Anna Faris nails the big issue with being a feminist and wanting plastic surgery

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Kayleigh Dray
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NEW YORK, NY - OCTOBER 23: Actress Anna Faris visits Build to discuss her podcast 'Unqualified' at Build Studio on October 23, 2017 in New York City. (Photo by Desiree Navarro/WireImage)

Does wanting plastic surgery make you a bad feminist? Anna Faris – who underwent a breast augmentation shortly after her divorce – has her say…

Whether it’s using make-up, shaving your legs, dyeing your hair or undergoing a plastic surgery procedure, there’s no denying that women’s decisions about their own bodies have the potential to spark huge debates – particularly when viewed through a feminist lens.

After all, does changing the way you look mean that you’re taking back control of your own appearance? Or does it mean that you’re giving in to the overwhelming pressure of the patriarchy?

It’s a subject Anna Faris has addressed during a new interview with Women’s Health, in which she’s opened up about the conflicting emotions she felt after getting a “boob job”, and how she finally came to terms with getting plastic surgery as a feminist.

“I was always a negative-A cup, so when I was 30, I was getting a divorce [from my first husband, Ben Indra], I had just finished House Bunny, and I’d sold another movie, all of these new things were happening to me, so I got my breasts done. It was f**king awesome,” she said.

“I never, ever thought I’d do something like that. I always thought plastic surgery was caving in to ‘the man,’ you know? But it came down to a really simple thing: I wanted to fill out a bikini. What would that feel like?”

Faris added that she spent a long time trying to reconcile her decision to undergo a cosmetic procedure with her feminist beliefs, admitting: “I’m still floored that I did it, because I am a staunch feminist.

“I kept thinking, Am I betraying my own gender by doing this?”  

Eventually, though, Faris came to the conclusion that women should be able to do whatever makes them happy.

“I wish that we were more supportive of each other,” she said.

“I think that people should be able to do whatever they want, whether it’s getting braces, bleaching their hair, getting extensions, getting a boob job, getting vaginal surgery, or getting a nose job.”

Of course, there’s no denying that the line between your genuine wants and needs, and those which society has conditioned you to believe, can be a difficult one to determine.

Speaking to InStyle, Dr Laura S. Brown – a licensed therapist and psychologist – explains: “I’ve been pro-choice on all issues relating to women’s bodies since forever, and it’s the same thing with making choices about reproduction. Is it your choice, or is it someone else’s?

“Because if it’s not your choice—and I don’t care what that choice is—it’s not going to be one that reflects the values of feminism. You have to make that conclusion in order to do anything.”

It is an opinion supported by Dr Laura Devgan, a plastic surgeon in New York City, who recently told Coveteur that she thinks most judgments about plastic surgery are simply made without much information or empathy.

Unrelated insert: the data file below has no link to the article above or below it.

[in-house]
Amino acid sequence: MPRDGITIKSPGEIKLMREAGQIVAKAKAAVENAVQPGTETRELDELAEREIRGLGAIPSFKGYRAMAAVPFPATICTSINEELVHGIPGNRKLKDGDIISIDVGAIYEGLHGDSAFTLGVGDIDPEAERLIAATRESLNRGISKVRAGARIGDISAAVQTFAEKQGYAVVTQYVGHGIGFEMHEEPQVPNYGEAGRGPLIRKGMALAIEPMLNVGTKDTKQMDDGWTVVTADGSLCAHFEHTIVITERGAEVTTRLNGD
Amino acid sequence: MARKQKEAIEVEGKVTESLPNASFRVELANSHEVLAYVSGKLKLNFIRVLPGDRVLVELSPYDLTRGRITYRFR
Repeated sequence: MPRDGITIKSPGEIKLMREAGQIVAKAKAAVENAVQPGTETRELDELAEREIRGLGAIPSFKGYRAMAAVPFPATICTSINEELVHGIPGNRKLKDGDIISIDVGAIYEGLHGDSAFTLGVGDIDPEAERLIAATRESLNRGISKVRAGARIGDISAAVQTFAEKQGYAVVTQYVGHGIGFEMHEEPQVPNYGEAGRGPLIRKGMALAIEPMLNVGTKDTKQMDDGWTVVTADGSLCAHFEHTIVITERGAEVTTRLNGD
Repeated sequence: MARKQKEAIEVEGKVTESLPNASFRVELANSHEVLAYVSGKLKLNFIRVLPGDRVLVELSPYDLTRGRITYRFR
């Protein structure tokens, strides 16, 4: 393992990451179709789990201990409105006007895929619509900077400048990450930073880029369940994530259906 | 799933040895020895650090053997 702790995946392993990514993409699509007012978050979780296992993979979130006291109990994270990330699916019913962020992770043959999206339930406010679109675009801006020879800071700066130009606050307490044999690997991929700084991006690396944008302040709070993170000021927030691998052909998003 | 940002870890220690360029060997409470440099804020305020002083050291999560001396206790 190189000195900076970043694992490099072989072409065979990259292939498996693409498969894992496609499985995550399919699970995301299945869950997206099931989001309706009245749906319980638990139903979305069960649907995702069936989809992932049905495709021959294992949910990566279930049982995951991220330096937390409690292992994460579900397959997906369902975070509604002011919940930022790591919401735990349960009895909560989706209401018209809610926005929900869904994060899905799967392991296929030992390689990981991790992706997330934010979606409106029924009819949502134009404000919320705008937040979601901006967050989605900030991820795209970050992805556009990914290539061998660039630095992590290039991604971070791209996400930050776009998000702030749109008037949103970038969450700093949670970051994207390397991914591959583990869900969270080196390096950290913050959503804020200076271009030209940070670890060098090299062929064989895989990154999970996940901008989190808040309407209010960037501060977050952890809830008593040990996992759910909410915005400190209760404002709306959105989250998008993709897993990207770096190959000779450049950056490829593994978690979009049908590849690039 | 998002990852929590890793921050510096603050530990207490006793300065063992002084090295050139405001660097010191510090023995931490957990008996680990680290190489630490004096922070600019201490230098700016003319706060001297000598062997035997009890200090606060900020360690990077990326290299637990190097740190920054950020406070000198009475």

“Something I’ve really learned to appreciate in my daily job is that it’s very difficult to walk in another person’s shoes,” she said.

“You may think that rhinoplasties are for vain, frivolous Hollywood types, but if you’re someone who has always felt bad about the way your nose looks, and you can’t take pictures in a certain way, and you’re always doing your makeup in order to camouflage it, then maybe getting your nose done is just the thing that enables you to come out of your shell and move forward with your life.”

Devgan, pointing out that men aren’t forced to be apologetic about their plastic surgery choices, added: “I honestly think it’s very misogynistic and damaging to put people in a box and say that caring about this thing negates your intellectual capacity to care about all these other things.”

Chimananda Ngozi Adichie, who recently became a brand ambassador for No. 7, has similarly dismissed the age-old accusation that women who care about their appearance are somehow less intellectually gifted.

“I think it’s time to really stop that ridiculous idea that somehow if you’re a serious woman you can’t and should not care about how you look,” she said.

“[When I moved to America], I quickly realised that for a woman to be taken seriously and to be seen as a ‘serious intellectual person’, she couldn’t possibly look as though she cared a lot about her appearance,” added Adichie.

But she eventually decided to stop caring, realising the pleasure make-up brought her.

“On the days when I think my cat-eye is good, it just makes me happy,” she said.

Essentially, it’s all too easy to pick someone apart for making a choice you wouldn’t necessarily agree with – whether it be shaving their body hair, wearing high heels to work, applying make-up on a daily basis or undergoing a breast augmentation.

The best thing to do is to live and let live – and remember that a feminist is a person of any gender who believes in equality of the sexes, no matter what their outer shell looks like.

Image: Getty


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Kayleigh Dray

Kayleigh Dray is Stylist’s digital editor-at-large. Her specialist topics include comic books, films, TV and feminism. On a weekend, you can usually find her drinking copious amounts of tea and playing boardgames with her friends.